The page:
In a joint effort between the Coast Guard and the crew of the 750-foot motor vessel, Forestal Diamante, seven mariners have been rescued after they were forced to abandon ship at approximately 11 p.m. Wednesday due to a shipboard fire 316 miles northeast of Johnston Island, an unincorporated territory of the United States in the Pacific.
The Coast Guard received distress alerts from two Emergency Position Indicating Radio Beacons and initiated a search Thursday morning. Coast Guard Joint Rescue Coordination Center Honolulu initially received an unknown Emergency Position Indicating Radio Beacon with an unspecific location to the distress. Two hours later watchstanders received another alert that belonged to a NOAA observer, who was based out of Honolulu. After gathering his information, JRCC watchstanders learned he was aboard the 72-foot fishing vessel, Golden Eagle II, which is also home ported in Honolulu.
An HC-130 Hercules airplane crew from Coast Guard Air Station Barbers Point was launched at 8 a.m. The Hercules arrived on scene at approximately 10:30 a.m. to find the Golden Eagle II listing and a life raft floating nearby. Coast Guard watchstanders contacted the crew of the 750-foot motor vessel, Forestal Diamante, which was 60 miles from the Golden Eagle II under the Automated Mutual Assistance Vessel Rescue Program. Forestal Diamante arrived on scene at approximately 11:15 a.m. and rescued all seven crew form the Golden Eagle II.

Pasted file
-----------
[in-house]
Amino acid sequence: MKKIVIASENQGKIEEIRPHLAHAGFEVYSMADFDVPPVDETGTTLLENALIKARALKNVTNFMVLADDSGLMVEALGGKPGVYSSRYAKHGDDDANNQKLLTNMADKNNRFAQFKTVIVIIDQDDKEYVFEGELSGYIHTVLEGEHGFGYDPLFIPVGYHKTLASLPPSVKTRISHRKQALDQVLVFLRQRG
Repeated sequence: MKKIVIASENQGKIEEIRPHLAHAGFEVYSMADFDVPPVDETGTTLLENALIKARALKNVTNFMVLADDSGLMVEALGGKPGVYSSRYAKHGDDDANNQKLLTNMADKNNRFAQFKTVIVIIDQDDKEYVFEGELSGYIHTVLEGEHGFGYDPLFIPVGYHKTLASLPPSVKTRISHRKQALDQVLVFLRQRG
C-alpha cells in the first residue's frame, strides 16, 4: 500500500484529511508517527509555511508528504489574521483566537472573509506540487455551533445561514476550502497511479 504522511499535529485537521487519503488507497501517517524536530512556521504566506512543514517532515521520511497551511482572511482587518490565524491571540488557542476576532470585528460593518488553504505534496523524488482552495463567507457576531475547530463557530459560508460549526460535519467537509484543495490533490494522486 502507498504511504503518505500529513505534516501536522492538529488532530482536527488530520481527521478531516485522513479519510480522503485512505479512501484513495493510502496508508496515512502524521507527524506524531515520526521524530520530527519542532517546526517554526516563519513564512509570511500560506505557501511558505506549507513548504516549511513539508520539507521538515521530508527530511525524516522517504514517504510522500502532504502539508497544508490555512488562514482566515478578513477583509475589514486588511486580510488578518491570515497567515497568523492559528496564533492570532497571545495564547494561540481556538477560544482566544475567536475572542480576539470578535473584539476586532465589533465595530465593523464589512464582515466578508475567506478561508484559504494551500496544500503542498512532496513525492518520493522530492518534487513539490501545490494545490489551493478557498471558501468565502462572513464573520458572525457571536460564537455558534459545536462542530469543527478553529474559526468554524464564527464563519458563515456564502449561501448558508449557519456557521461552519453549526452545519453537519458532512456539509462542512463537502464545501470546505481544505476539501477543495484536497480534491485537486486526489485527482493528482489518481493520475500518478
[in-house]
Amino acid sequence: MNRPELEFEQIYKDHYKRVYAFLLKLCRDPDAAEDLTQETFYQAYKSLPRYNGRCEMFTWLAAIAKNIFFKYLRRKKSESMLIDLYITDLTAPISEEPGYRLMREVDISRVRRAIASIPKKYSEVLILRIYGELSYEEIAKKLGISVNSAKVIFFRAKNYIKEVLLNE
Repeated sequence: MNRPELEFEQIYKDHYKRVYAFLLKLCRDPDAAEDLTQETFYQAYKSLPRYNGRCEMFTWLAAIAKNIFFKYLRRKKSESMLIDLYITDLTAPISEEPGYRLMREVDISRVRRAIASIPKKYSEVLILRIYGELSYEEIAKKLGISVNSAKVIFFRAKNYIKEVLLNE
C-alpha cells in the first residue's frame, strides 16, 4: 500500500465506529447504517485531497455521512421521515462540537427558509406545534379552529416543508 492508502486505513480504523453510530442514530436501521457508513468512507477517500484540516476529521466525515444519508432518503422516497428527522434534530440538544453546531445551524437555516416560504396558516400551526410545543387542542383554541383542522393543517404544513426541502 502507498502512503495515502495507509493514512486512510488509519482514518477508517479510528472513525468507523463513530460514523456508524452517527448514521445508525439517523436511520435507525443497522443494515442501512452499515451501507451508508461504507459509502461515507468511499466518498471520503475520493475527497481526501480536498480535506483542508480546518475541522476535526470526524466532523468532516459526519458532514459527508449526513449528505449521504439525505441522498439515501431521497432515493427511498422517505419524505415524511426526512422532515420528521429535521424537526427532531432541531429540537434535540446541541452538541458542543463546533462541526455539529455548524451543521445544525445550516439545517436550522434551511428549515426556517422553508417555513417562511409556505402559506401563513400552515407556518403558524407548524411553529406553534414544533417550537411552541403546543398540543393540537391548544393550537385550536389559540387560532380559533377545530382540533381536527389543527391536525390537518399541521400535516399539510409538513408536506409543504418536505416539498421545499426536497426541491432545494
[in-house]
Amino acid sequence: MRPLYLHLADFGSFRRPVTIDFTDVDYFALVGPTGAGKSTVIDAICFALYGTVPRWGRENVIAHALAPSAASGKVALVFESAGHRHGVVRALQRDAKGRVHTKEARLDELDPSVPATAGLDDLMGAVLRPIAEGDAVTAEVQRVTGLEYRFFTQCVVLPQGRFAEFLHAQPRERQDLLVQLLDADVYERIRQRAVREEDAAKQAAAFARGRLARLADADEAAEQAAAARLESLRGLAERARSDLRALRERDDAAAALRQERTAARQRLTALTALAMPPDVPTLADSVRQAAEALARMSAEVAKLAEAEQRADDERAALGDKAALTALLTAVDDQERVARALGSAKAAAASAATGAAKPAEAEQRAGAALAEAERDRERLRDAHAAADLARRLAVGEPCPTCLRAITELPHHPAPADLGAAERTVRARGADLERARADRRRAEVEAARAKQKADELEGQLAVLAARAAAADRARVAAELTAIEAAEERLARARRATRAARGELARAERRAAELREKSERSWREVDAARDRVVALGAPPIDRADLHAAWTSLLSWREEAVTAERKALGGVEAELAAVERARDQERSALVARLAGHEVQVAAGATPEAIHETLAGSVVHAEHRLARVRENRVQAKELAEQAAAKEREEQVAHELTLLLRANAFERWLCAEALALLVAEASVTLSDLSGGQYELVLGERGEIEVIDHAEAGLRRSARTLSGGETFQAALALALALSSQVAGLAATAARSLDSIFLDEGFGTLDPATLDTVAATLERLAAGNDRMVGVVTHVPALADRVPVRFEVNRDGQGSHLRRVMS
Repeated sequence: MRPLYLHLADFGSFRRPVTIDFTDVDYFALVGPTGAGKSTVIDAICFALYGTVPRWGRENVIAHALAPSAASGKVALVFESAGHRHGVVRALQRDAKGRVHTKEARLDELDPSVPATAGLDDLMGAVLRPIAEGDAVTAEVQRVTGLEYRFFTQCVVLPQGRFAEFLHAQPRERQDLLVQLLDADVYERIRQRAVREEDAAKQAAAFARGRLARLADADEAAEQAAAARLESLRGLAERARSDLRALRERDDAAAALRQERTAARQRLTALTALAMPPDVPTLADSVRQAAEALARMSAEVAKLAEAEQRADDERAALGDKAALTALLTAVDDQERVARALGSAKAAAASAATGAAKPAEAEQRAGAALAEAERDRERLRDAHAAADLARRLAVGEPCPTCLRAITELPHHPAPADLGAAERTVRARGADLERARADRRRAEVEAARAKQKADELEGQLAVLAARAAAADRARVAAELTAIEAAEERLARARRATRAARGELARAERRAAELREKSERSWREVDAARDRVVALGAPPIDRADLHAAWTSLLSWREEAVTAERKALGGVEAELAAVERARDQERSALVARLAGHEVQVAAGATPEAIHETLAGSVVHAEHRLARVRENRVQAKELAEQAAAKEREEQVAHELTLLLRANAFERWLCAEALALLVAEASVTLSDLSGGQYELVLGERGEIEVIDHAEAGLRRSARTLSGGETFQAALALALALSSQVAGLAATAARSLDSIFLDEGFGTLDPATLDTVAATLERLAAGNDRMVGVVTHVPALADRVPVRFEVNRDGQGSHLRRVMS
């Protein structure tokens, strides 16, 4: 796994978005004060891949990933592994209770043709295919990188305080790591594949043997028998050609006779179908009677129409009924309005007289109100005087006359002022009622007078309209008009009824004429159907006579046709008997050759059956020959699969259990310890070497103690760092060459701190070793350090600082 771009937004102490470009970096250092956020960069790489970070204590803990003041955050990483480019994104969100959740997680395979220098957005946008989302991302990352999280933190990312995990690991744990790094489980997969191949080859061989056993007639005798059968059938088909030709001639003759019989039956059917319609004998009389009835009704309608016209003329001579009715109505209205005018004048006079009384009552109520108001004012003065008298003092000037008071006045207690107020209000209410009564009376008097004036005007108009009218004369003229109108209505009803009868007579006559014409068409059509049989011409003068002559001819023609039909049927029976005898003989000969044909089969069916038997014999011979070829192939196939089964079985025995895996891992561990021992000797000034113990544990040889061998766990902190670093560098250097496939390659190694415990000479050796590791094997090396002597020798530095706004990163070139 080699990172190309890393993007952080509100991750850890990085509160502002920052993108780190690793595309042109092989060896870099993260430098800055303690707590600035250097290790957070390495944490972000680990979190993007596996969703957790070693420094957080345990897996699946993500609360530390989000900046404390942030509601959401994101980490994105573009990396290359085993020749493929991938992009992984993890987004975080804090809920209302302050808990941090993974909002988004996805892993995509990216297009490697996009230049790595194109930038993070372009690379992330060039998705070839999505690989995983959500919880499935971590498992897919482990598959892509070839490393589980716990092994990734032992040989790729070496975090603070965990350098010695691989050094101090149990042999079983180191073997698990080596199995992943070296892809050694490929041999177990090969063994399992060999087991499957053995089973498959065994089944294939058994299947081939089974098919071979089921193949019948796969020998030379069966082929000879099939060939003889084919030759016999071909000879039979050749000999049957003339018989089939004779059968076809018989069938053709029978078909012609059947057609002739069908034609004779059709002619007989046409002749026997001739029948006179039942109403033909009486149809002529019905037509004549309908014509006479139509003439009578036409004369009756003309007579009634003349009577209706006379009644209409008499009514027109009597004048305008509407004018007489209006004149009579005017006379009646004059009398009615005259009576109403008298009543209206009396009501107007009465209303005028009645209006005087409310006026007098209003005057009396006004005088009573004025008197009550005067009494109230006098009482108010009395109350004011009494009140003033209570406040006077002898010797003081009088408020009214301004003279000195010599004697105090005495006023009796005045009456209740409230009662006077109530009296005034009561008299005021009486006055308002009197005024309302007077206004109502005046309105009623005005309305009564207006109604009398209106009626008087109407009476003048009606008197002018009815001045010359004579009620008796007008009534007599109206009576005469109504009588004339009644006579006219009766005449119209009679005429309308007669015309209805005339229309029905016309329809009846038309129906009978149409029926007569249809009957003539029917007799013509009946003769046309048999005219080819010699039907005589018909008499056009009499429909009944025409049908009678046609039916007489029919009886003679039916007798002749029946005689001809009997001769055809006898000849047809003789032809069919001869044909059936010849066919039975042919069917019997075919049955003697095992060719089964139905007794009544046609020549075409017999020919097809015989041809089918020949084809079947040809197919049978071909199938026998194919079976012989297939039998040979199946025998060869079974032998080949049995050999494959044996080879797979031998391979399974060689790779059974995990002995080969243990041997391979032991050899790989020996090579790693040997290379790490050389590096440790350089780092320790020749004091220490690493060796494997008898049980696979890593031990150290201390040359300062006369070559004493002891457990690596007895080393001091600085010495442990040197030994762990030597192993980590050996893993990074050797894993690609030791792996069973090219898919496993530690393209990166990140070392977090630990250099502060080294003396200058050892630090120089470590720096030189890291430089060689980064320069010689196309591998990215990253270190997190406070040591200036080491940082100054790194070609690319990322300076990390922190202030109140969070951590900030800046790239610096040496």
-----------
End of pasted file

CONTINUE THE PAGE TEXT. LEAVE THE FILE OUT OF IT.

All members of the crew are reported in good condition with no injuries. They will remain aboard the Forestal Diamante which is heading to Japan, but will try to take the crew to Guam en-route. Golden Eagle II remains adrift.
Although the Coast Guard reports that the seamen in this story were not injured, this provides an example of where, if the seamen had been injured, they would likely be entitled to recovery against the vessel. Depending on the circumstances, injury may include physical and/or emotional injury. Seamen that suffer physical or emotional distress due to being placed in a harrowing situation like this due to the vessel’s negligence generally are entitled to recover damages from the vessel owner. A vessel owner has a duty to provide a vessel that is fit for its intended use, and a vessel that catches fire causing the crew to have to abandon ship is usually not fit for its intended use. Under such circumstances, seamen may recover for any damages resulting from the vessel’s unseaworthiness or negligence.